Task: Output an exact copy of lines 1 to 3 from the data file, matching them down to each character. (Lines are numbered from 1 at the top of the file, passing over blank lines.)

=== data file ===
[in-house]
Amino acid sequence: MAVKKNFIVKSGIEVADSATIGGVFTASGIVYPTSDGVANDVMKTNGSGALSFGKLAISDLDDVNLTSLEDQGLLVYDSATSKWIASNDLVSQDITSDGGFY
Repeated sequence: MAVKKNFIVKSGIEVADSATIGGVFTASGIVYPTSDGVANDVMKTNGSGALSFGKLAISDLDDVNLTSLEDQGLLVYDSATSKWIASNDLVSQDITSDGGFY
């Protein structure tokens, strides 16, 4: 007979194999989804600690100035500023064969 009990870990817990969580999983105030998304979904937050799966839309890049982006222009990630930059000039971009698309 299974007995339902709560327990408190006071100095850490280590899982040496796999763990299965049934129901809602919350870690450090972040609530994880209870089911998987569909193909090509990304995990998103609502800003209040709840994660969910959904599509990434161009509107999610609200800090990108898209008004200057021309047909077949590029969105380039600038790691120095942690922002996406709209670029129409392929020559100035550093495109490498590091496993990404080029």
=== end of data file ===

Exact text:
[in-house]
Amino acid sequence: MAVKKNFIVKSGIEVADSATIGGVFTASGIVYPTSDGVANDVMKTNGSGALSFGKLAISDLDDVNLTSLEDQGLLVYDSATSKWIASNDLVSQDITSDGGFY
Repeated sequence: MAVKKNFIVKSGIEVADSATIGGVFTASGIVYPTSDGVANDVMKTNGSGALSFGKLAISDLDDVNLTSLEDQGLLVYDSATSKWIASNDLVSQDITSDGGFY